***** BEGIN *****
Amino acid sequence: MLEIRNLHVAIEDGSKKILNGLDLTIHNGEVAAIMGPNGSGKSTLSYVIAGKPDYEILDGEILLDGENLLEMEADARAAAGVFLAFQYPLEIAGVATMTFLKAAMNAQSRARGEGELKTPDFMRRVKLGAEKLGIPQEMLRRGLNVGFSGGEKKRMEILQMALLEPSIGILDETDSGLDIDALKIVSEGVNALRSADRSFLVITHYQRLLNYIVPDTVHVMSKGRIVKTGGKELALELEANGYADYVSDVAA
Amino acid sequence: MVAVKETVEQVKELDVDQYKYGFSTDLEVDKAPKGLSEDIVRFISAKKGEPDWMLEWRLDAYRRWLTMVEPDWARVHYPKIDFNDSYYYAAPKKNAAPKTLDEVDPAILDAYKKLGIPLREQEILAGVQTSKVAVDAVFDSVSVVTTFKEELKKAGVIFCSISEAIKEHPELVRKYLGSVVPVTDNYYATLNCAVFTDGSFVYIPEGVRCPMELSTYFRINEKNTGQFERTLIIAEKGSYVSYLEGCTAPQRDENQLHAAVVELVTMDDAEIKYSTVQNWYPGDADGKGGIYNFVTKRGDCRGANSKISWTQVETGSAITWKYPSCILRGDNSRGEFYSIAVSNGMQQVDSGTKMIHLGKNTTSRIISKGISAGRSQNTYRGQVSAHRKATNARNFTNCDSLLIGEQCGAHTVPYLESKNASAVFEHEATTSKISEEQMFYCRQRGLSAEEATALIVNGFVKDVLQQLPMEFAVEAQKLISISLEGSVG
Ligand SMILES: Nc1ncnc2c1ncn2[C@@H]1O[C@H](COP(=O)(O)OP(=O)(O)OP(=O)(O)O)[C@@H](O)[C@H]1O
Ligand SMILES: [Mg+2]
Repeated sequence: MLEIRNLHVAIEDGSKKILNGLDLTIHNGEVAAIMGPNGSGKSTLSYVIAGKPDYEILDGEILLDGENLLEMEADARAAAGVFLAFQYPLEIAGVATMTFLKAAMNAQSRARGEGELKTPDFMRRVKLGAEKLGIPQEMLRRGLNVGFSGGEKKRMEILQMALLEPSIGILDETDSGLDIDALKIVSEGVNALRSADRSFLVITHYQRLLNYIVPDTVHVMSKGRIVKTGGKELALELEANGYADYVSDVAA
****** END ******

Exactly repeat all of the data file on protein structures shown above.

Amino acid sequence: MLEIRNLHVAIEDGSKKILNGLDLTIHNGEVAAIMGPNGSGKSTLSYVIAGKPDYEILDGEILLDGENLLEMEADARAAAGVFLAFQYPLEIAGVATMTFLKAAMNAQSRARGEGELKTPDFMRRVKLGAEKLGIPQEMLRRGLNVGFSGGEKKRMEILQMALLEPSIGILDETDSGLDIDALKIVSEGVNALRSADRSFLVITHYQRLLNYIVPDTVHVMSKGRIVKTGGKELALELEANGYADYVSDVAA
Amino acid sequence: MVAVKETVEQVKELDVDQYKYGFSTDLEVDKAPKGLSEDIVRFISAKKGEPDWMLEWRLDAYRRWLTMVEPDWARVHYPKIDFNDSYYYAAPKKNAAPKTLDEVDPAILDAYKKLGIPLREQEILAGVQTSKVAVDAVFDSVSVVTTFKEELKKAGVIFCSISEAIKEHPELVRKYLGSVVPVTDNYYATLNCAVFTDGSFVYIPEGVRCPMELSTYFRINEKNTGQFERTLIIAEKGSYVSYLEGCTAPQRDENQLHAAVVELVTMDDAEIKYSTVQNWYPGDADGKGGIYNFVTKRGDCRGANSKISWTQVETGSAITWKYPSCILRGDNSRGEFYSIAVSNGMQQVDSGTKMIHLGKNTTSRIISKGISAGRSQNTYRGQVSAHRKATNARNFTNCDSLLIGEQCGAHTVPYLESKNASAVFEHEATTSKISEEQMFYCRQRGLSAEEATALIVNGFVKDVLQQLPMEFAVEAQKLISISLEGSVG
Ligand SMILES: Nc1ncnc2c1ncn2[C@@H]1O[C@H](COP(=O)(O)OP(=O)(O)OP(=O)(O)O)[C@@H](O)[C@H]1O
Ligand SMILES: [Mg+2]
Repeated sequence: MLEIRNLHVAIEDGSKKILNGLDLTIHNGEVAAIMGPNGSGKSTLSYVIAGKPDYEILDGEILLDGENLLEMEADARAAAGVFLAFQYPLEIAGVATMTFLKAAMNAQSRARGEGELKTPDFMRRVKLGAEKLGIPQEMLRRGLNVGFSGGEKKRMEILQMALLEPSIGILDETDSGLDIDALKIVSEGVNALRSADRSFLVITHYQRLLNYIVPDTVHVMSKGRIVKTGGKELALELEANGYADYVSDVAA